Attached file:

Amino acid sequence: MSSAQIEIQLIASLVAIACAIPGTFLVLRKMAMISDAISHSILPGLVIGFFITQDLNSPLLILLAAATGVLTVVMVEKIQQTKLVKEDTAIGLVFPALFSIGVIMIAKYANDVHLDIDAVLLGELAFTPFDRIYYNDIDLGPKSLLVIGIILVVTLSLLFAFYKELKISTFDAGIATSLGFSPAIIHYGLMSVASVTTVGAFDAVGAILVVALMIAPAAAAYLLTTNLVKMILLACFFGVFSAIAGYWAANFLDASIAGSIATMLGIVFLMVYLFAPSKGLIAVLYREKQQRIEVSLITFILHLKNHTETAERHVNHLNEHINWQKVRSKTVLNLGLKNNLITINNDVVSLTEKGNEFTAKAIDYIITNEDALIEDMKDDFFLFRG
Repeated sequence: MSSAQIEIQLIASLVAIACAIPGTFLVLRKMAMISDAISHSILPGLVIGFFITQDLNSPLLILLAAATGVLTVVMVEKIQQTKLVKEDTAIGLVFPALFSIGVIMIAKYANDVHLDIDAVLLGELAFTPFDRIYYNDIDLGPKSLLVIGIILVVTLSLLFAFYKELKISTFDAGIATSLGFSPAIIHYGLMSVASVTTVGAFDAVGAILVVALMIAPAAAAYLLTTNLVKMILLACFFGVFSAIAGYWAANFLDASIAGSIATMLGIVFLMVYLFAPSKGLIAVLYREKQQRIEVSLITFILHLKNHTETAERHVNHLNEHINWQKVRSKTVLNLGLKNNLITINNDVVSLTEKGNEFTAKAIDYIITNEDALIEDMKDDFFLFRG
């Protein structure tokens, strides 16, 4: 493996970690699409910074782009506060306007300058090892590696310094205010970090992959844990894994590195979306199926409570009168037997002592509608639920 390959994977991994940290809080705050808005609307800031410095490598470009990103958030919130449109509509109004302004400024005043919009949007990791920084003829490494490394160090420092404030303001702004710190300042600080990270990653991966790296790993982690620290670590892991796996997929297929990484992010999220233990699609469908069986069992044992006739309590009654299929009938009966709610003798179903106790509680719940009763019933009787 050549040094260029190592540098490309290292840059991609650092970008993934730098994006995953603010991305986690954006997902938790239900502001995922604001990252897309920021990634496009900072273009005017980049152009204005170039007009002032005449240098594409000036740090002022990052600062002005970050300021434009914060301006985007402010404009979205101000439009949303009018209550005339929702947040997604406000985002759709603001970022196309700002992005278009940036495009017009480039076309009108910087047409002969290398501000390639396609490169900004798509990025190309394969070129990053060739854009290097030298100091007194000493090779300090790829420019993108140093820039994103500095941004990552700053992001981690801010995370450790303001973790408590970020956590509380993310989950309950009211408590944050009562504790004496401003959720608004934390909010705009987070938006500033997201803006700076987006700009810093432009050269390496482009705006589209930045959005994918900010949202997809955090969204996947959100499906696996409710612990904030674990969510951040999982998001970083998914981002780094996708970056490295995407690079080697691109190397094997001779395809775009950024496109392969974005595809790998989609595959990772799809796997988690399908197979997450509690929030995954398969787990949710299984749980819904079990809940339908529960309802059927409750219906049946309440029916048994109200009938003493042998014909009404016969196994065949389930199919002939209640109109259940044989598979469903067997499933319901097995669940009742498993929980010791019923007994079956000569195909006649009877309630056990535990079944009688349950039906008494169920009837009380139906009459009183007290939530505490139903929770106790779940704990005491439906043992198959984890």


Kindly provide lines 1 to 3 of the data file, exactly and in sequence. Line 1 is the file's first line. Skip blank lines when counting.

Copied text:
Amino acid sequence: MSSAQIEIQLIASLVAIACAIPGTFLVLRKMAMISDAISHSILPGLVIGFFITQDLNSPLLILLAAATGVLTVVMVEKIQQTKLVKEDTAIGLVFPALFSIGVIMIAKYANDVHLDIDAVLLGELAFTPFDRIYYNDIDLGPKSLLVIGIILVVTLSLLFAFYKELKISTFDAGIATSLGFSPAIIHYGLMSVASVTTVGAFDAVGAILVVALMIAPAAAAYLLTTNLVKMILLACFFGVFSAIAGYWAANFLDASIAGSIATMLGIVFLMVYLFAPSKGLIAVLYREKQQRIEVSLITFILHLKNHTETAERHVNHLNEHINWQKVRSKTVLNLGLKNNLITINNDVVSLTEKGNEFTAKAIDYIITNEDALIEDMKDDFFLFRG
Repeated sequence: MSSAQIEIQLIASLVAIACAIPGTFLVLRKMAMISDAISHSILPGLVIGFFITQDLNSPLLILLAAATGVLTVVMVEKIQQTKLVKEDTAIGLVFPALFSIGVIMIAKYANDVHLDIDAVLLGELAFTPFDRIYYNDIDLGPKSLLVIGIILVVTLSLLFAFYKELKISTFDAGIATSLGFSPAIIHYGLMSVASVTTVGAFDAVGAILVVALMIAPAAAAYLLTTNLVKMILLACFFGVFSAIAGYWAANFLDASIAGSIATMLGIVFLMVYLFAPSKGLIAVLYREKQQRIEVSLITFILHLKNHTETAERHVNHLNEHINWQKVRSKTVLNLGLKNNLITINNDVVSLTEKGNEFTAKAIDYIITNEDALIEDMKDDFFLFRG
């Protein structure tokens, strides 16, 4: 493996970690699409910074782009506060306007300058090892590696310094205010970090992959844990894994590195979306199926409570009168037997002592509608639920 390959994977991994940290809080705050808005609307800031410095490598470009990103958030919130449109509509109004302004400024005043919009949007990791920084003829490494490394160090420092404030303001702004710190300042600080990270990653991966790296790993982690620290670590892991796996997929297929990484992010999220233990699609469908069986069992044992006739309590009654299929009938009966709610003798179903106790509680719940009763019933009787 050549040094260029190592540098490309290292840059991609650092970008993934730098994006995953603010991305986690954006997902938790239900502001995922604001990252897309920021990634496009900072273009005017980049152009204005170039007009002032005449240098594409000036740090002022990052600062002005970050300021434009914060301006985007402010404009979205101000439009949303009018209550005339929702947040997604406000985002759709603001970022196309700002992005278009940036495009017009480039076309009108910087047409002969290398501000390639396609490169900004798509990025190309394969070129990053060739854009290097030298100091007194000493090779300090790829420019993108140093820039994103500095941004990552700053992001981690801010995370450790303001973790408590970020956590509380993310989950309950009211408590944050009562504790004496401003959720608004934390909010705009987070938006500033997201803006700076987006700009810093432009050269390496482009705006589209930045959005994918900010949202997809955090969204996947959100499906696996409710612990904030674990969510951040999982998001970083998914981002780094996708970056490295995407690079080697691109190397094997001779395809775009950024496109392969974005595809790998989609595959990772799809796997988690399908197979997450509690929030995954398969787990949710299984749980819904079990809940339908529960309802059927409750219906049946309440029916048994109200009938003493042998014909009404016969196994065949389930199919002939209640109109259940044989598979469903067997499933319901097995669940009742498993929980010791019923007994079956000569195909006649009877309630056990535990079944009688349950039906008494169920009837009380139906009459009183007290939530505490139903929770106790779940704990005491439906043992198959984890």